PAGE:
I was reminded of Busybee when I first read the descriptions of Lahore in the 1950s, by the writer A Hamid. His sketches, called ‘Lahore, Lahore Aye’, were published in the Daily Times, translated by the very fine writer Khalid Hasan, with whom I was acquainted. These translations are available at a couple of places on the internet and it would be rewarding to spend some time with this writing: cleanly written, unpretentious, lovely flecks of detail and, as always with Khalid Hasan, bringing characters to life.
He may have written about the elite part of the city, but Busybee was not parochial and though there would have been a lot of material available for him, he almost never wrote about Parsis as a community. When he did, it was with a light touch. Remarking on the contributions that the community made to Bombay through their philanthropy, and the fact that they are dying out (only 50,000 or so remain), he opened one piece with the line: “The first Parsis I met were statues.”
For him, all Indians were one people. And if there was something that was going wrong with politics or governance, it was a specific problem and that person, or that law, was in error. In that sense he was not cynical, and never in despair.
Perhaps this is one reason why his readers so loved him, though it went against the evidence on the ground.
Busybee married a very young, and quite beautiful, woman called Farzana, who now runs a magazine of her own called Upper Crust. She does this from the same building that the Afternoon newspaper was brought out from, refusing to give it back to its owner after Behram’s death, claiming a dispute. I am not sure Behram would have liked to have this as his legacy.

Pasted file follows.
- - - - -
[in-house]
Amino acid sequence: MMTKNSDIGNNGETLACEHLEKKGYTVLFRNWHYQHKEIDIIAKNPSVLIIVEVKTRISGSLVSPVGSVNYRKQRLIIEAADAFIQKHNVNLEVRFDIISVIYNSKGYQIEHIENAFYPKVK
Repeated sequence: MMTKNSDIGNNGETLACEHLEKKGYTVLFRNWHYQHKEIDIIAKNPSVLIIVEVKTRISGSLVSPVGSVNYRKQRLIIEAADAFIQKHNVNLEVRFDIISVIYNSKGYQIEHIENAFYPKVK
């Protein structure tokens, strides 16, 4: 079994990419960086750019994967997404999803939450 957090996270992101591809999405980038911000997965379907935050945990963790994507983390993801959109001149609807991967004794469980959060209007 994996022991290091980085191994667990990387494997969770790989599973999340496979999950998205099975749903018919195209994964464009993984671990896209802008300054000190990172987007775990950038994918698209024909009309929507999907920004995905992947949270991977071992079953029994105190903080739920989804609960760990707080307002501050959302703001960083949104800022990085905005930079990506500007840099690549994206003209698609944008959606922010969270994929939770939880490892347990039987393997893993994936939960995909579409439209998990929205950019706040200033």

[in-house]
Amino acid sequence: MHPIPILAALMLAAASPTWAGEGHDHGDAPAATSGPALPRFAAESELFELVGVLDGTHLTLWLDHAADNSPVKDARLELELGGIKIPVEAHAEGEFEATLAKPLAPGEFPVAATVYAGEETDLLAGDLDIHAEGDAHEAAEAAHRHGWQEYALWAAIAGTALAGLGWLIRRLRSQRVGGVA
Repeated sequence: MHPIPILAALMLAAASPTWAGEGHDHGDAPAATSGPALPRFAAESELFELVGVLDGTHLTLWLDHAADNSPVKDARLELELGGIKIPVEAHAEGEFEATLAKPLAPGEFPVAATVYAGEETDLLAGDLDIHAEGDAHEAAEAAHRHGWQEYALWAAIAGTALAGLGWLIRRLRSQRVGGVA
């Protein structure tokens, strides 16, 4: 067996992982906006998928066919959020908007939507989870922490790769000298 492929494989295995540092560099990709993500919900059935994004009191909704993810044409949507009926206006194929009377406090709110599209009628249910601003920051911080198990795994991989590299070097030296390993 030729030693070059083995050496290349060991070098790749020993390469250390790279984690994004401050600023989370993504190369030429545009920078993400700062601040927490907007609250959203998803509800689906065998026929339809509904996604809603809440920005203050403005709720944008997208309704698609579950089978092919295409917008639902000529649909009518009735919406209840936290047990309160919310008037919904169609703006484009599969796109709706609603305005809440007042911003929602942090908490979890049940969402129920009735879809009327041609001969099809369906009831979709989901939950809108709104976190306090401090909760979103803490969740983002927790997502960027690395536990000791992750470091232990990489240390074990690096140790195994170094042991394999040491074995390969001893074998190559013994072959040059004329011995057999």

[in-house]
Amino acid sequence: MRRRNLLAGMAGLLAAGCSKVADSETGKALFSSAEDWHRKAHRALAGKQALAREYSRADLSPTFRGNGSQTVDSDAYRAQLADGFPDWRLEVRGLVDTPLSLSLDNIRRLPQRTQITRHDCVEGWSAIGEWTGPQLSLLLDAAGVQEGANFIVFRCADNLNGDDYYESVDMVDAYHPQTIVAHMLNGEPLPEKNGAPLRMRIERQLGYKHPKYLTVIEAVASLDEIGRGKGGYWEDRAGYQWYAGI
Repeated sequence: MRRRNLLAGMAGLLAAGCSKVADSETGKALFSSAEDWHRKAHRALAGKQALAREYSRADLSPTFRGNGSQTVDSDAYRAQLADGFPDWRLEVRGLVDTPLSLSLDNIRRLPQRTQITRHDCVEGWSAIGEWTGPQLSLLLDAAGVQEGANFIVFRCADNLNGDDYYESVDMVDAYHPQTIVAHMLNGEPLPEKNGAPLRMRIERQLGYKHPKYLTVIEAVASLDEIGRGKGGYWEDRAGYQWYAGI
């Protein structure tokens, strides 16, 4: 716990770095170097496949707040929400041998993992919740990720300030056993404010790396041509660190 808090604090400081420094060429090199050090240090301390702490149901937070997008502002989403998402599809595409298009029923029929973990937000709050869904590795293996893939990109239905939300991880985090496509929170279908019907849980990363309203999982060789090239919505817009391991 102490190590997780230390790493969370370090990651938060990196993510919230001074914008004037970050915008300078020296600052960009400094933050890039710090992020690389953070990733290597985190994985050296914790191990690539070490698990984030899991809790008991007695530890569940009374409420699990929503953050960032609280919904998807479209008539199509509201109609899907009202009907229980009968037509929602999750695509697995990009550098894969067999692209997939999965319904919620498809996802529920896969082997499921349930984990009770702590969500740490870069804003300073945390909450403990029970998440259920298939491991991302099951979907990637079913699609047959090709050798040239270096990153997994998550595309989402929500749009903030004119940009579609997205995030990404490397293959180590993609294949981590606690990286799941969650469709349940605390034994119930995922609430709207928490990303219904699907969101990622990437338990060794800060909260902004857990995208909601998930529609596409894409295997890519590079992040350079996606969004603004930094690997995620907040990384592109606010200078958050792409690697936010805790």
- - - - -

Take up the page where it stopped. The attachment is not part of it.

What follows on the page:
Behram Contractor was a slight man, thin and stooped, fair and wearing glasses. He wore a collared t-shirt and slacks, and was always very quiet, observing from the shadows. In his office he had no cabin and sat with the other reporters in the newsroom even in his 60s.
In his 50s, he worked at Mid Day, a paper that I would work for years later. He had launched the paper in 1979, with its owner (who was then also its editor) Khalid A-H Ansari. They were friends and would get together after work for a drink at Ansari’s flat on Pedder Road. One night, after things ended particularly late, Busybee came down and could not find a taxi. He went up and, not wanting to impose himself, asked for a copy of the newspaper. He came down again, spread the paper on the ground and settled down for the night on the streets of the city he loved, covered in the words he had written that morning.
The writer is a director with Hill Road Media in Bombay. Email: firstname.lastname@example.org